It’s always a pleasure to visit the J. Paul Getty Museum on top of the hill overlooking downtown LA and the San Fernando Valley; the views are spectacular, the architecture of modern white and grey buildings is jutting up against the blue sky, the gardens are blooming with flowers. This Monday March 14 the place was empty except for a few dozen journalists attending a preview of the photography retrospective Robert Mapplethorpe: The Perfect Medium. LACMA presents a companion exhibition of Mapplethorpe photographs and early artwork, opening March 20. In 2013 LACMA had exhibited Mapplethorpe’s XYZ portfolios 1978-1981. X-homosexual sadomasochistic, Y-floral still lifes, Z-nude black men.
I was familiar with some of this work, having followed the “photography as art” scene in Los Angeles since the G. Ray Hawkins Gallery and the Photo Album Gallery of Stephen White opened in 1975. My own art photographs had been included in an artists portfolio edited by writer Eve Babits, with cover art by graphic artist Jon van Hamersveld. But I was impressed by the extensive range of these two exhibitions.
It was most interesting to me that a large selection of the photography collection of Samuel Wagstaff is also exhibited at the Getty, because it gave me a chance to revisit classic images that I loved, such as Gloria Swanson by Edward Steichen (1924) and Gustave Doré by Nadar (1855). Wagstaff (November 4 1921-January 14, 1987) had become young Mapplethorpe’s (November 4, 1946-March 9, 1989) lover and benefactor in 1972, bought him a Hasselblad and set him up in a studio loft on Bond Street.
Robert had been determined to become an artist since childhood, growing up in a Catholic family of 6 children in Queens; in 1963, at age 16, he enrolled at Pratt Institute in Brooklyn to study art. In 1967, at age 20, he met and fell in love with poet-songwriter Patti Smith. In her 2010 memoir Just Kids, Smith wrote affectionately about their relationships. The singer will be performing live at the Getty on April 30.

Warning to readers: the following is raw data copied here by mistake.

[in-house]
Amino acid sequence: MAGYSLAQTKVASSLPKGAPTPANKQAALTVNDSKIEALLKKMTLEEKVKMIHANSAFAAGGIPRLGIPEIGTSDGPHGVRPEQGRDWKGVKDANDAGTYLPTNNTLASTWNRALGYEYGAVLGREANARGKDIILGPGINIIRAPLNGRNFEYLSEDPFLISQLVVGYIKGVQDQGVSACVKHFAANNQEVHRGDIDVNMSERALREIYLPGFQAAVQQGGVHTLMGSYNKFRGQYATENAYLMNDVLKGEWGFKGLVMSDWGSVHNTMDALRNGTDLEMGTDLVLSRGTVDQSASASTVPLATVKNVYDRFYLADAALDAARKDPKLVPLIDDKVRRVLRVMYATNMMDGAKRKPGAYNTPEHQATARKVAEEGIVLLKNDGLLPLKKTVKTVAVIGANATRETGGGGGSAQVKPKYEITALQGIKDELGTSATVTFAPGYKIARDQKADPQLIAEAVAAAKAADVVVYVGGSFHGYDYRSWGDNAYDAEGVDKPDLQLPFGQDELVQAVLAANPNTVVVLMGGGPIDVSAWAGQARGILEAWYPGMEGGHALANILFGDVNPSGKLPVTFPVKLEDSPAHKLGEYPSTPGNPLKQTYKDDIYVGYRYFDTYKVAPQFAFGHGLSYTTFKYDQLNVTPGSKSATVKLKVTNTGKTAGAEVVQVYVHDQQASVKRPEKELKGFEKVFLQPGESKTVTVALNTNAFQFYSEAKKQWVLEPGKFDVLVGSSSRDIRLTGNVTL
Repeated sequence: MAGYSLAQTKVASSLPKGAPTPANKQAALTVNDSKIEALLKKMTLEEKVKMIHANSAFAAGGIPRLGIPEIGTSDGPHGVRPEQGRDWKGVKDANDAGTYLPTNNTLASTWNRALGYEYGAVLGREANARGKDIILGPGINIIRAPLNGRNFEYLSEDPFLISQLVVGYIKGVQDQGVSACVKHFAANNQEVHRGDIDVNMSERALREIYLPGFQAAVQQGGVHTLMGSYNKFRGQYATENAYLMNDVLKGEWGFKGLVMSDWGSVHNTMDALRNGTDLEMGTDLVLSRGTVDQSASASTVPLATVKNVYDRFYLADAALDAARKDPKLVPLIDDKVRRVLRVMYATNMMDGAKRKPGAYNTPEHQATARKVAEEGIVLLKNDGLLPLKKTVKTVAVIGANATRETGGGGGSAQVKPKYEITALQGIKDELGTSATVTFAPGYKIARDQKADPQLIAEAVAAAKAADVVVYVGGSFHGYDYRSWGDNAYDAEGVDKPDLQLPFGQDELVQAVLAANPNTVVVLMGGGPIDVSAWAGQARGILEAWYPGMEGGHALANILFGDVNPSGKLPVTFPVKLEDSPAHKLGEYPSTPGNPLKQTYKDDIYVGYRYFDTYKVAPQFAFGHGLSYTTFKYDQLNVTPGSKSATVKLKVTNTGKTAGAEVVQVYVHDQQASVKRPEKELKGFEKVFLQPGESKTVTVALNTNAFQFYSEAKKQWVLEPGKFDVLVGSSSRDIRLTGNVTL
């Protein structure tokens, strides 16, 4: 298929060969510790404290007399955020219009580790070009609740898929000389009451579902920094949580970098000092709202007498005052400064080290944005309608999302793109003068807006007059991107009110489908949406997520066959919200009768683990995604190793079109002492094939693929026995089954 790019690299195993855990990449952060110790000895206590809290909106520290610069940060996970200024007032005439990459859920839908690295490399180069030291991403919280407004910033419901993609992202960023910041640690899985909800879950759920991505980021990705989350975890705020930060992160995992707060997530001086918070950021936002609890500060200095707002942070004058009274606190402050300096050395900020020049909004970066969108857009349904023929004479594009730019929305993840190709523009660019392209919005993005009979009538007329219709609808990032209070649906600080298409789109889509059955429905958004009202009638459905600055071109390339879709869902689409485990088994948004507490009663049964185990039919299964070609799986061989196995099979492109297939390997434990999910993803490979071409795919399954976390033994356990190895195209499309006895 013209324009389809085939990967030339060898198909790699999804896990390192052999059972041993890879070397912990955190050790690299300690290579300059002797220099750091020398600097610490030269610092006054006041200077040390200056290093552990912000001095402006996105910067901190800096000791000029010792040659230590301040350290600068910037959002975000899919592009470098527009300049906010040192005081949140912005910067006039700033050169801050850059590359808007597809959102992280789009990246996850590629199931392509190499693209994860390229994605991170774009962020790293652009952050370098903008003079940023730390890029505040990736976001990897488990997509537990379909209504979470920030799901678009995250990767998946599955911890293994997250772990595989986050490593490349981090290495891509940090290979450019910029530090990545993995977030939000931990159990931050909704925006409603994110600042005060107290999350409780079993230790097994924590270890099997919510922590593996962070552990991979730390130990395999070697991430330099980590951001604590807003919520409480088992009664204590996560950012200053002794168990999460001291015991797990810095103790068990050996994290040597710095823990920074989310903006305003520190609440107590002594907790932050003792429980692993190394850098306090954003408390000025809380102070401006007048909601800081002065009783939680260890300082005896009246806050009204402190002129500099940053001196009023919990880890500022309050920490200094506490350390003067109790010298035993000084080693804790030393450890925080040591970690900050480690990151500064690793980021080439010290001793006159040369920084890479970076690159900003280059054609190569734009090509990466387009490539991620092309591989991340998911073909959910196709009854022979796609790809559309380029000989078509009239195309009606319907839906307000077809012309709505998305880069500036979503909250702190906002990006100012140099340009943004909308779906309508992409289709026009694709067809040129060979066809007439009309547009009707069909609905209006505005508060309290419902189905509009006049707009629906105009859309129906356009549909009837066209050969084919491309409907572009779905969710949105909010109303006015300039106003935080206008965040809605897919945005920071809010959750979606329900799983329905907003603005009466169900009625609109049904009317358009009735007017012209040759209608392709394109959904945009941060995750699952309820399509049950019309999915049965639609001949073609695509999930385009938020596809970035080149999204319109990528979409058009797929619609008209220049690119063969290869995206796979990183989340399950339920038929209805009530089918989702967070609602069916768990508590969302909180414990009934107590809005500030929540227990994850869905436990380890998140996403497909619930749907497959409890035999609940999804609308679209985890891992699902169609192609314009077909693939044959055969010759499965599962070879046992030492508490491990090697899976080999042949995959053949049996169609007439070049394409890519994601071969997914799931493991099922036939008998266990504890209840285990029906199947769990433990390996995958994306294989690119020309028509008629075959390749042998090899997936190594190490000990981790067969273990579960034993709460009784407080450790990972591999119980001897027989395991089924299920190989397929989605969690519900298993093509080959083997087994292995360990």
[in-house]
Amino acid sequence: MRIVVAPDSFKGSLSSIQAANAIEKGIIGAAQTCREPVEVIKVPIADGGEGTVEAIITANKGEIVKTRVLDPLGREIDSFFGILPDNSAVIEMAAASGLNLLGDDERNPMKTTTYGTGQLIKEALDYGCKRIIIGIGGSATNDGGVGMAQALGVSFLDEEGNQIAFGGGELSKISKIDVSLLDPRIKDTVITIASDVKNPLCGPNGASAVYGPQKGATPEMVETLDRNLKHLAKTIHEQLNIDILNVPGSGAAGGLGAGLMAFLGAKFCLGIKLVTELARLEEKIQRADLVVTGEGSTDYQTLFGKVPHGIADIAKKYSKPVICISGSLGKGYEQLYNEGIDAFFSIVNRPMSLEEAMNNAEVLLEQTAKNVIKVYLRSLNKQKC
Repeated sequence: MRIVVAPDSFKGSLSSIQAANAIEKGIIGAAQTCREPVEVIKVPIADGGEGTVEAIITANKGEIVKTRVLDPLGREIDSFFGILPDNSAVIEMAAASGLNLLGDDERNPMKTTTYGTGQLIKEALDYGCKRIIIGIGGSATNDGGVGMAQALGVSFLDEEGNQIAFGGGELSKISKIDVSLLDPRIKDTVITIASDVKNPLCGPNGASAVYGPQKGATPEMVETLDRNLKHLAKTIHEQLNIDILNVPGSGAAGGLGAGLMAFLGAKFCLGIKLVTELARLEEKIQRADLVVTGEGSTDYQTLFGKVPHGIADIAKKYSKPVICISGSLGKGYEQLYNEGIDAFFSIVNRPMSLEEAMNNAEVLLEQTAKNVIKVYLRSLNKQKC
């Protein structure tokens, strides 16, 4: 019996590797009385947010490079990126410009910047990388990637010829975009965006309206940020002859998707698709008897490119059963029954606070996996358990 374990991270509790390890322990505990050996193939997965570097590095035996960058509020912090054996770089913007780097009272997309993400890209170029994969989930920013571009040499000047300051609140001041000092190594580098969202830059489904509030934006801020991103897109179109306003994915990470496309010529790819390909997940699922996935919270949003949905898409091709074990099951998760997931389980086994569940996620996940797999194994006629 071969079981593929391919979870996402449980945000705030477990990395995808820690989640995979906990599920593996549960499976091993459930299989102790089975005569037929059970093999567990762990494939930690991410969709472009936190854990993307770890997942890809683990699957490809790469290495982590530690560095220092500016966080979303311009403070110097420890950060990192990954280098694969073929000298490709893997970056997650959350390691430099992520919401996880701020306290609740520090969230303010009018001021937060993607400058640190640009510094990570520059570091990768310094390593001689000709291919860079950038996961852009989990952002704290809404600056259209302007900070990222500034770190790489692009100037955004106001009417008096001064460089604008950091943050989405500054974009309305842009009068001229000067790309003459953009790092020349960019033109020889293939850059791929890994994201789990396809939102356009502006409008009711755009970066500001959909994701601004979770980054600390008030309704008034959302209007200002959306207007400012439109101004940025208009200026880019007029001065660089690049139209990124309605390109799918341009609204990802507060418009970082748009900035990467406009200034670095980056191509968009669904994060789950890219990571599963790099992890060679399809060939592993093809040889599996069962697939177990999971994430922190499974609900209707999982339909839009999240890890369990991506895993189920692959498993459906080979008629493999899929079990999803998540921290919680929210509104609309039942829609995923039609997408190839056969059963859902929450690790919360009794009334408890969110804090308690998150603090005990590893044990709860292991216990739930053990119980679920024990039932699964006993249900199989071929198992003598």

In 1970, Mapplethorpe started taking photographs with a borrowed Polaroid camera. In 1973, he had his first solo exhibition at New York’s Light Gallery. In 1976, he became involved in the sado-masochistic sex and leather fetish scene of New York’s gay club the Mineshaft.
In 1980, Robert met Lisa Lyon, the first woman body-builder, and collaborated with her on a series of photographs collected in the 1983 book, Lady. In 1980, he photographed his black lover’s large uncircumsized penis jutting our of his zipper. This image, Man in Polyester Suit, was sold at Sotheby’s in 2015 for $478,000.
In 1986, Mapplethorpe was diagnosed with AIDS and became even more obsessed with making money (he charged $10,000 for a portrait session) and with being recognized as an artist (he photographed his elegant flower still lifes in color). In 1988, he established a foundation to protect his legacy and support medical research on AIDS. His archives were donated to the Getty in 2011.
A Robert Mapplethorpe retrospective opened at the Whitney Museum in July 1988, with the terminally ill artist in attendance. In 1989, a traveling show, Robert Mapplethorpe: The Perfect Moment, by the Philadelphia Institute of Contemporary Art, was touring the country when homophobic hysteria fomented by Republican Senator Jesse Helms caused its cancellation at the Corcoran Gallery of Art in Washington DC. Of the 175 images included, only 5 had a homoerotic subject.
Most illuminating for learning about Mapplethorpe’s life and obsessions in explicit detail is the documentary Mapplethorpe: Look at the Pictures (to air on HBO on April 4).
Top photo by the author. All other photos by Robert Mapplethorpe, courtesy LACMA and the Getty Museum.